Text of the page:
Texas Causes of Action & Affirmative Defenses

Texas Causes of Action & Affirmative Defenses

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Monday, March 4, 2013

Does a prior declaratory judgment action entail res judicata effect?

   
Here is a scenario where the difference between claim and issue preclusion becomes meaningful: a prior suit of declaratory relief, and a second suit seek other type of relief.
  
DECLARATORY JUDGMENT AND RES JUDICATA: THE EXCEPTION
   
The elements for establishing res judicata, or claim preclusion, are "(1) a prior final judgment on the merits by a court of competent jurisdiction; (2) identity of parties or those in privity with them; and (3) a second action based on the same claims as were raised or could have been raised in the first action." Amstadt v. U.S. Brass Corp., 919 S.W.2d 644, 652 (Tex. 1996).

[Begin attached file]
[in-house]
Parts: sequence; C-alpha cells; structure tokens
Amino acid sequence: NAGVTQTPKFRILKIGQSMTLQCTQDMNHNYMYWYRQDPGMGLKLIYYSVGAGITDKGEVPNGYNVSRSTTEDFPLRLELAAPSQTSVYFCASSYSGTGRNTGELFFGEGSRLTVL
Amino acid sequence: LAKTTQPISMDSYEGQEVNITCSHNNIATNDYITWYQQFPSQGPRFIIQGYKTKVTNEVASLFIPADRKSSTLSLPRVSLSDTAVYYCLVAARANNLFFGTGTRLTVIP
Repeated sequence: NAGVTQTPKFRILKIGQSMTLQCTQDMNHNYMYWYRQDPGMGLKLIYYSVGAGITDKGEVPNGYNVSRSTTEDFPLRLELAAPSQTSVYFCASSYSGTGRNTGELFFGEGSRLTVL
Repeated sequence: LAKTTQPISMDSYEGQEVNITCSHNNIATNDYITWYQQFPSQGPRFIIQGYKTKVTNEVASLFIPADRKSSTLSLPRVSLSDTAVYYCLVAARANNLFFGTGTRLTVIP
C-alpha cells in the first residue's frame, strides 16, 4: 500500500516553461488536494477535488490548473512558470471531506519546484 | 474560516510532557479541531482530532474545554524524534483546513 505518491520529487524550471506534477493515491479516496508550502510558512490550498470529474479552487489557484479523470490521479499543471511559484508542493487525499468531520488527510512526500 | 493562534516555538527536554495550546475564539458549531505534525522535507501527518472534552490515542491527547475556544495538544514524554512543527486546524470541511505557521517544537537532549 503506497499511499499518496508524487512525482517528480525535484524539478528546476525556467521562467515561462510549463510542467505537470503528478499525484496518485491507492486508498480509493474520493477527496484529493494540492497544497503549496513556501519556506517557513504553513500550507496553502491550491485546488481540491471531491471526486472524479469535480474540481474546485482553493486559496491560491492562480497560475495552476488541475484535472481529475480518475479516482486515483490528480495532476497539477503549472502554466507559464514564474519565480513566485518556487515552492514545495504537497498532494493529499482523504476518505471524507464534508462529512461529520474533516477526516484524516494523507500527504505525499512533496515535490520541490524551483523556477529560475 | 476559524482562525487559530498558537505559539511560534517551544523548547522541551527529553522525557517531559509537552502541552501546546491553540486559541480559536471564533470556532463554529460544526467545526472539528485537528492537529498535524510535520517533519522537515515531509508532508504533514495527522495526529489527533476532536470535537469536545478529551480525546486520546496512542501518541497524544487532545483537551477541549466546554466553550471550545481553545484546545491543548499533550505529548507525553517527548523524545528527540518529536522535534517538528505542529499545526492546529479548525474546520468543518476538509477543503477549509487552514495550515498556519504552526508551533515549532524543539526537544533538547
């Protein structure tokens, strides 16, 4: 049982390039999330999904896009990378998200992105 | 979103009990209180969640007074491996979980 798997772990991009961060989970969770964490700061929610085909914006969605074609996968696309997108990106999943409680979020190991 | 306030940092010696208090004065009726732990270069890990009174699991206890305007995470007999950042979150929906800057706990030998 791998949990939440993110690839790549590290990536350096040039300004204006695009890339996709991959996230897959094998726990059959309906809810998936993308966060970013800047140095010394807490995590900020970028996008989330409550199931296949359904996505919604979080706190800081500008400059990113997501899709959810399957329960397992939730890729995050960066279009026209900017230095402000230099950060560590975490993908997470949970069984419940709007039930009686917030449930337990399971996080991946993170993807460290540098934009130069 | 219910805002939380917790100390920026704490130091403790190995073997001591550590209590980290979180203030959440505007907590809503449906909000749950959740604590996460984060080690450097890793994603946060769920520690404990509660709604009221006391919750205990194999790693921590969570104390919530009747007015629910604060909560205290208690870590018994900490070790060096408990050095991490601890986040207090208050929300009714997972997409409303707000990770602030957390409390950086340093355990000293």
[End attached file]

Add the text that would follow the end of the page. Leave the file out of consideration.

An exception to the application of res judicata is when the original suit sought only a declaratory judgment. See Valley Oil Co. v. City of Garland, 499 S.W.2d 333, 335 (Tex. Civ. App.-Dallas 1973, writ ref'd n.r.e.). In this situation, the first judgment provides only declaratory relief and does not bar a subsequent proceeding for coercive relief stemming from the declaratory judgment. See id.; TEX. CIV. PRAC. & REM. CODE ANN. § 37.011 (Vernon 2008) (providing "[f]urther relief based on a declaratory judgment or decree may be granted whenever necessary or proper").